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Phase Out Looms for Power Plants That Use Water for Cooling

The end is looming for aging power plants in California that use an ecologically detrimental process called “once-through cooling” (OTC) that the State Water Resources Control Board (SWRCB) is requiring to be phased out.

In OTC, power plants draw water from oceans, estuaries, lakes or rivers to cool steam after it has passed through a turbine to create power. But, the process results in the yearly loss of billions of aquatic organisms, including fish larvae and shellfish.

Some power plant owners are choosing to retire facilities rather than spending the money to comply with the SWRCB. Between January 1, 2015 and December 31, 2016, seven power plants units that use OTC were retired, according to a tracking progress report from the California Energy Commission.

In 2007, there were 19 power plants in California that used OTC, including the Diablo Canyon Nuclear Power Plant and the San Onofre Nuclear Generating Station. These two nuclear plants accounted for 55 percent of all OTC water use.

San Onofre shut down permanently in 2013, while Diablo Canyon Nuclear Power Plant is scheduled to be permanently retired in 2025.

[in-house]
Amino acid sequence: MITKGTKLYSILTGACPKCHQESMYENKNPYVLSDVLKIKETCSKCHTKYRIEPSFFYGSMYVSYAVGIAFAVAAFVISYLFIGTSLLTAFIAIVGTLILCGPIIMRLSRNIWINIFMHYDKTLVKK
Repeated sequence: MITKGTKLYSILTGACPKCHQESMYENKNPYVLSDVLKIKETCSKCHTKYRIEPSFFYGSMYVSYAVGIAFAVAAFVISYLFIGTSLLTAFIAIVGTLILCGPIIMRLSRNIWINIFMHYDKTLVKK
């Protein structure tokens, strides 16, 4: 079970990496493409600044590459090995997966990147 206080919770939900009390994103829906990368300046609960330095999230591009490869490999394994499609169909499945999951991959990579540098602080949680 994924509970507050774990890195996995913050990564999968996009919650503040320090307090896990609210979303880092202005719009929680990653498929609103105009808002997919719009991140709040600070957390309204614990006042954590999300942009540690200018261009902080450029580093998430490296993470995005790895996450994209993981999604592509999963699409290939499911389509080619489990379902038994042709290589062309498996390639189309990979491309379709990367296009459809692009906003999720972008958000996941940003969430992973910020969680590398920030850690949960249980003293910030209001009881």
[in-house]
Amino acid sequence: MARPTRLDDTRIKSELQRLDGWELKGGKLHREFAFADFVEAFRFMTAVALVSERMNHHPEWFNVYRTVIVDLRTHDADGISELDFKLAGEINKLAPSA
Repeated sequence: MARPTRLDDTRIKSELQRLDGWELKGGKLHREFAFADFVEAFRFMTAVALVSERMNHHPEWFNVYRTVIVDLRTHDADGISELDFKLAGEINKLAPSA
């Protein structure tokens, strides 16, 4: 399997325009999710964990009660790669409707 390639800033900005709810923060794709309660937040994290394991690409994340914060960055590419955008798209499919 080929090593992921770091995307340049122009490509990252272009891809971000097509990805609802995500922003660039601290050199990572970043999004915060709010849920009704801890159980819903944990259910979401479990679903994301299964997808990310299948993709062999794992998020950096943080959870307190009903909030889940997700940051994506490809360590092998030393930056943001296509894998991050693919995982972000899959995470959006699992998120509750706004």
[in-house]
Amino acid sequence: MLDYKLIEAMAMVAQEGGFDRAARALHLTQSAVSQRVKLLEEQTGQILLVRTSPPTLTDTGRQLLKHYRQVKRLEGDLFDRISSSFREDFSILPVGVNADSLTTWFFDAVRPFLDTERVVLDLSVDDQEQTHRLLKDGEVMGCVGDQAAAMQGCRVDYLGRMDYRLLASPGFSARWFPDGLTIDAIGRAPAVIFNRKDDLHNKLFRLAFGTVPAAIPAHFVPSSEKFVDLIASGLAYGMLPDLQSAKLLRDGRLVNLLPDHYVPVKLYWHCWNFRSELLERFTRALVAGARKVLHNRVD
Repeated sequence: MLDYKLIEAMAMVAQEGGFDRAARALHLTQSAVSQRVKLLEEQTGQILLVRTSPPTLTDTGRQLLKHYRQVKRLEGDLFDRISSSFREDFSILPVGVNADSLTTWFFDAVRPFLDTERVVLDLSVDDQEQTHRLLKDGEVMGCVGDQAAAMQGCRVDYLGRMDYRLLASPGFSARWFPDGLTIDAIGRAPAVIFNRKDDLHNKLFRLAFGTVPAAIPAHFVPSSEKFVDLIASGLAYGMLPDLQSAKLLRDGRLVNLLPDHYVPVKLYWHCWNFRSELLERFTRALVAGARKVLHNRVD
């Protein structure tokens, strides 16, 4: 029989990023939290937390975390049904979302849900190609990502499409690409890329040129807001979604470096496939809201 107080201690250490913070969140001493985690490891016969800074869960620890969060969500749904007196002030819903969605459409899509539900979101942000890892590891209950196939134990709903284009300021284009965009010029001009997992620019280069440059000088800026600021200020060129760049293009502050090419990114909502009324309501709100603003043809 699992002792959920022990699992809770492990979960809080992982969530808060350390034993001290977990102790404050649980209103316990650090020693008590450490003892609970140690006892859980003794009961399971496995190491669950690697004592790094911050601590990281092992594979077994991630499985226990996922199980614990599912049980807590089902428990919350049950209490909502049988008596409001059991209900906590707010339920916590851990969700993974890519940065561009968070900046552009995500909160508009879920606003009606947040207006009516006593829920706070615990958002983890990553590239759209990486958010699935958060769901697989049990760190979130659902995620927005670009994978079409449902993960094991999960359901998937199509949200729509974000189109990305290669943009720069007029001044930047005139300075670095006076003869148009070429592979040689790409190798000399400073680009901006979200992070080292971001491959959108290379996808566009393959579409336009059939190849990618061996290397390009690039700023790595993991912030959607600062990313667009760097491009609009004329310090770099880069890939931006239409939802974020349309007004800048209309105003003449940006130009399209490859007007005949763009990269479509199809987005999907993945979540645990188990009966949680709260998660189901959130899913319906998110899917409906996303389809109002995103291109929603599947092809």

The phase out of OTC has been underway since a 2010 SWRCB policy required power plant operators to reduce the harmful effects of OTC by installing evaporative cooling technology that would reduce water intake.

The policy was meant to achieve water quality goals while ensuring electrical grid reliability. It included recommendations made by the California Independent System Operator, the California Public Utilities Commission, and the Energy Commission.

Plants using OTC have to comply with the policy by 2024. The compliance date for the Los Angeles Department of Water and Power, which will affect the plants in the Los Angeles region, was extended to the end of 2029. Implementing the policy before then would create grid reliability issues.

All power plants are expected to comply with the policy by 2030. Renewable energy is expected to make up for the lost energy capacity from retiring plants early.

Photo of Diablo Canyon Nuclear Power Plant courtesy of Pacific Gas and Electric Company

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